Is it true that you spent your last $500 buying your first two acres in Utah?

Yes, it is true. I was in the theatre in the early 60s and I didn't have much money and I knew that someday that an important part of my life would be in wilderness. I now own 5500 acres there and they have been preserved for nature and of course also as the home of the Sundance Institute.

Our annual film festival is next month and of the American independent films in there, almost all have some sort of Sundance connection, whether they were worked on in a screenwriters' lab or premiered there or won a prize there. Has Sundance effectively become the gatekeeper of the American independent film industry - perversely a kind of independent studio?

When I started Sundance in 1980 I started with the labs to bring a new space for film-makers with new voices to work and develop. Then I realised that they had nowhere to go with their product and that led me to start the festival as a community where these artists could come to see each other's work. And then it grew and suddenly we had a platform to invite film-makers from other countries. Taika Waititi developed Boy at our lab and we premiered it at our festival. So it's become an international organisation now in which we help and support film-makers from other places.

Is the studio system doomed now to produce franchises rather than tell stories?

Well, I think the studios and the independent film industry are both going through a very difficult time right now because of the economy. The studio system has gotten more and more narrow over the years as they follow the money and the technology, and a lot are franchise films like Pirates of the Caribbean. As that happened I was concerned that they would lose the side of the cinema that interested me, which is the more humanistic side - real life and real situations. In Hollywood, it's very chaotic as they try to get to grips with the impact of technology - whether it be special effects or 3D or new forms is distribution involving the internet - and that's what you're seeing with some of the misfires in the mainstream.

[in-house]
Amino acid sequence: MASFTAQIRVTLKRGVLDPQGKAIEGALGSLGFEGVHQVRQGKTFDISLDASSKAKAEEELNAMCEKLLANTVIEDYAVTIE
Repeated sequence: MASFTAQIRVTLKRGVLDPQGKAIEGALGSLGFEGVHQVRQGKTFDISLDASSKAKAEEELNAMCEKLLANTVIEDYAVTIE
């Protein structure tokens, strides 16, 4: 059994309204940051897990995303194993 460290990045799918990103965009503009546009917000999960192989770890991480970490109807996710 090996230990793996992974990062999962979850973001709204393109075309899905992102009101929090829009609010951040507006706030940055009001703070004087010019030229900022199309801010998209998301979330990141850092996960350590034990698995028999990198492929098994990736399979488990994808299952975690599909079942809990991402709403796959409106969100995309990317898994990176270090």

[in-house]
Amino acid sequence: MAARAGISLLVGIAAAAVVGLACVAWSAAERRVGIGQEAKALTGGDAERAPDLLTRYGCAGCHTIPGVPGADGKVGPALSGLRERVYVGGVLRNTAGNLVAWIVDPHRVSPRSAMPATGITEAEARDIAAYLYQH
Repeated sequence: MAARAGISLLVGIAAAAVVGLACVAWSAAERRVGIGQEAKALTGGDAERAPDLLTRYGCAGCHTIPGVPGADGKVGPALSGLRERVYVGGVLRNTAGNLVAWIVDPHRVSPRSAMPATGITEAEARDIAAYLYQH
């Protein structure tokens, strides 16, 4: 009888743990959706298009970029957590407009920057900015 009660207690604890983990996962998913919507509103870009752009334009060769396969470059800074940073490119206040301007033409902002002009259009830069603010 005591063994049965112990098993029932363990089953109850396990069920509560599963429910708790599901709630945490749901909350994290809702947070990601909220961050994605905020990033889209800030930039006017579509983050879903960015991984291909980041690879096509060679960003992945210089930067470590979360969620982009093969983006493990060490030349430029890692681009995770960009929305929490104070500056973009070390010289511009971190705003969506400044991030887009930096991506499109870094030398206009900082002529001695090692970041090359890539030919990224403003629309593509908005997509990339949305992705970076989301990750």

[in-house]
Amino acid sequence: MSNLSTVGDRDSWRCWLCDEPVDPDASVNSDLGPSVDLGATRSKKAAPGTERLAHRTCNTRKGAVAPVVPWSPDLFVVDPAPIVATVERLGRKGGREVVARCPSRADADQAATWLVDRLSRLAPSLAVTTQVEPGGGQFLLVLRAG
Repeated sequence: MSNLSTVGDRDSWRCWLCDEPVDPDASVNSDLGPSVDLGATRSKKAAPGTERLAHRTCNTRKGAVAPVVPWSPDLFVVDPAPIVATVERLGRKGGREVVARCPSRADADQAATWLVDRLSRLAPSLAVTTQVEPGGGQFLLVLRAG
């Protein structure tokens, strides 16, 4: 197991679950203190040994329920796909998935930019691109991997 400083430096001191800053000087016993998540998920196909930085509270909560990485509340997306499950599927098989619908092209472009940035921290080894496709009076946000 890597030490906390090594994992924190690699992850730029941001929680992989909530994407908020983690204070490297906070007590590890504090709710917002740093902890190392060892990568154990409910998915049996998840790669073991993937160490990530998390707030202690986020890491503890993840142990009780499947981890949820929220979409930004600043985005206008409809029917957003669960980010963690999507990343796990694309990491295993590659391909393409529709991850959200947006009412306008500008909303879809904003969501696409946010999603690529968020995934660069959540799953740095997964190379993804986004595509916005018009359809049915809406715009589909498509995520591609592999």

What's your favourite Robert Redford performance?

I don't have one. There are so many films that I've made that I've liked for different reasons. The most fun I ever had on a film was Butch Cassidy - I just loved to be out in the West riding horses and I developed a good friendship with Paul Newman. And there were other films they said we would never get made. You'll never make All the President's Men because no one wants to watch a film about politics or Jeremiah Johnson because it was before cowboys and we don't know what to do with a film like that.

I read somewhere that you hate looking at your own performances, except the one in The Sting.

I don't like looking at myself but when I did that movie, most of the time Paul and I didn't know what was going on. The director, George Roy Hill, had this story with all these pieces to it and we never knew how it fit together. But it sure was fun to make and when I saw it I thought it was really good.

I see you got a lifetime achievement award from the AARP, which is the equivalent of our Grey Power.

Yeah, I said "wait a minute, what's this about? I'm not done yet".

You're 75 this year, but obviously not intending to sit in a rocking chair on the porch anytime soon.

Nope. The next film I am doing is about the result of what happened when the youth revolution collapsed on itself and all those radicals went underground to hide from the FBI. It's about what it was like living for 30 years without their true identity. It's another story that America has forgotten about.


Who: Robert Redford, actor, director and American movie maverick
What: The Conspirator
When and where: Screening at cinemas now

- TimeOut

- NZ Herald